Safety is therefore at the heart of the practices of cave divers. Each possibility of an incident is anticipated, and procedures and equipment are carefully adapted. For example, the diving suit is redundant (with many variations, depending on the cavities and the divers): the current configurations are the Bi-cylinder (2 × 10 L dorsal, 2 x S 80 sidemount), or the rebreather with 2 cylinders separate escape hatches in the event of machine failure. In addition, each dive is subject to preparation (study of the topography, checking of conditions, planning of gas and consumption) and the equipment is checked many times before the start of the dive.
The technical specificities could be the subject of a separate article and these are only examples. It should be remembered that cave diving is practiced safely, and that cave divers are often planners and equipment maniacs.
Community and engagement: a state of mind
Precisely, underground divers: this is also an aspect that led me to practice over time. The commitment to cave diving brings a significant mental intensity to each dive. The practitioners come out transformed. Each new dive is an opportunity to create a strong team, or to go further in the experience with an already proven team. The pursuit of a common exploration, the making of photographs, all of this leads to the generation of unique experiences and connections.
The community formed by cave divers is united and helps to advance the discipline, by improving procedures, mapping or maintaining dive sites. A state of mind oriented towards the conservation of the common good left to us by the millennia of erosion.
Conclusion: we never tire of it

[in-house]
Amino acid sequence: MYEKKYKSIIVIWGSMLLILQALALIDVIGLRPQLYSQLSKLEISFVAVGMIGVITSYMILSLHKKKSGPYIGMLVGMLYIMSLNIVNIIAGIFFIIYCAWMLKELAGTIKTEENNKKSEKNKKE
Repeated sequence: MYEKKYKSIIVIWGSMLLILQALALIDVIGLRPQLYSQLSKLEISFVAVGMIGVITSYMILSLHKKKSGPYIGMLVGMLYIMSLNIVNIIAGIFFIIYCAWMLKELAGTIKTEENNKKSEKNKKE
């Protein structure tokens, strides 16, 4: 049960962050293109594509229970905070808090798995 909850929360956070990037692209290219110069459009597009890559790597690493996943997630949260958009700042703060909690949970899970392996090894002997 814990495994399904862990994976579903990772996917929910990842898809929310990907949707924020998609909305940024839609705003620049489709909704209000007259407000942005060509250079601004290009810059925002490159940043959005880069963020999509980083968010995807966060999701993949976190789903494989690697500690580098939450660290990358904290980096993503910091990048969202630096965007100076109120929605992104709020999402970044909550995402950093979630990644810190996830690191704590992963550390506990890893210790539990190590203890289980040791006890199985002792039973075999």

As a photographer, I am one of the divers who have no problem doing the same dive site 10 times. Underground it is even more true.
The progression in any cavity, even already known, is a highlight. Attention is to be paid to everything, oneself, his teammates, the environment, the breadcrumb trail,… Mentally intense, each dive allows you to let go and completely forget the surface to focus only on the present time.
As for photography, it is also a constant attraction. The cavities do not move or move very little, and it is thus possible to anticipate the lighting plans as in a studio. I can improve photos that I have already taken or try to create new things according to the wishes and the team. It's a constant renewal and, in short, you understand, I never tire of it ...
To know more:
Sout 'diving association
French Federation of Speleology
Cave diving at the FFESSM
IANTD cave diving
TDI cave diving
GUE exploration blog
Text, cover photo (teammate Lucas Degan) and photos illustrating Sébastien Delautier's article all rights reserved
About the Author:
Mountain since birth and diver since 2007, I bring back photos of Nature in all its forms. My goal is to make people discover places that are sometimes as unexplored as they are magnificent.
Currently based in the south of France, I mainly dive in my adopted region between the south-western cavities and the Mediterranean.